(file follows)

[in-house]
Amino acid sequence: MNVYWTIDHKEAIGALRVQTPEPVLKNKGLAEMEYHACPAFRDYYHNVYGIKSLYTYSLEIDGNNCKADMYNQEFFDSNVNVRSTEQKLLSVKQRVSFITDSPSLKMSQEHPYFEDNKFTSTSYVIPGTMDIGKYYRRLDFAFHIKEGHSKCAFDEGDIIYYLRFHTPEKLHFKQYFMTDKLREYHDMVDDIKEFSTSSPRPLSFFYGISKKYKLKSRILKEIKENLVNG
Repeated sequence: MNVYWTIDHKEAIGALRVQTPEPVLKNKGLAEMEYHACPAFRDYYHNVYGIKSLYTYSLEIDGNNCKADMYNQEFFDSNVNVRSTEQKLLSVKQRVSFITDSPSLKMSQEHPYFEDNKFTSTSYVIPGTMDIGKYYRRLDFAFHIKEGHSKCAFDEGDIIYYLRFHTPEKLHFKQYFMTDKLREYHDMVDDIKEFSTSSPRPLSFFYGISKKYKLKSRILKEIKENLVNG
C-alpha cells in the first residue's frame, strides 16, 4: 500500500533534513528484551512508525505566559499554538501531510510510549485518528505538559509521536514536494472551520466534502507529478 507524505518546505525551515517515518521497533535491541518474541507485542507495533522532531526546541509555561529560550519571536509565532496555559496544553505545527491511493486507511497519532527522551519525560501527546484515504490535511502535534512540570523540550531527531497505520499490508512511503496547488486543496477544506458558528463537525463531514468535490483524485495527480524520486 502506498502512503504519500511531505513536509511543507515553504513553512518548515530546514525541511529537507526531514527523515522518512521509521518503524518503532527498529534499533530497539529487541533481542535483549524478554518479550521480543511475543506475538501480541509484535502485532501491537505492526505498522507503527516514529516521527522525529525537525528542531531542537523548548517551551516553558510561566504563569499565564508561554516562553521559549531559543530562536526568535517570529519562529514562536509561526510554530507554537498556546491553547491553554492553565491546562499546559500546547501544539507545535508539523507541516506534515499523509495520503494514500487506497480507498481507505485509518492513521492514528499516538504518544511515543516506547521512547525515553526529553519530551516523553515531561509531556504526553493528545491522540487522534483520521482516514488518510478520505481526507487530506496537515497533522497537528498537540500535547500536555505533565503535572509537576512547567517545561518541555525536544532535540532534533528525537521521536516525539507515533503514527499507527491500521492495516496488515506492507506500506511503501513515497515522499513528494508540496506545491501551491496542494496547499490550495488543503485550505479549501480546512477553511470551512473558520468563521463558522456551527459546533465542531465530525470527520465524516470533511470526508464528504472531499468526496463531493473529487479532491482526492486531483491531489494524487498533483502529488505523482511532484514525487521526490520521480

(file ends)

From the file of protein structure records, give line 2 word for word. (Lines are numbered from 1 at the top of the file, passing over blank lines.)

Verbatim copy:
Amino acid sequence: MNVYWTIDHKEAIGALRVQTPEPVLKNKGLAEMEYHACPAFRDYYHNVYGIKSLYTYSLEIDGNNCKADMYNQEFFDSNVNVRSTEQKLLSVKQRVSFITDSPSLKMSQEHPYFEDNKFTSTSYVIPGTMDIGKYYRRLDFAFHIKEGHSKCAFDEGDIIYYLRFHTPEKLHFKQYFMTDKLREYHDMVDDIKEFSTSSPRPLSFFYGISKKYKLKSRILKEIKENLVNG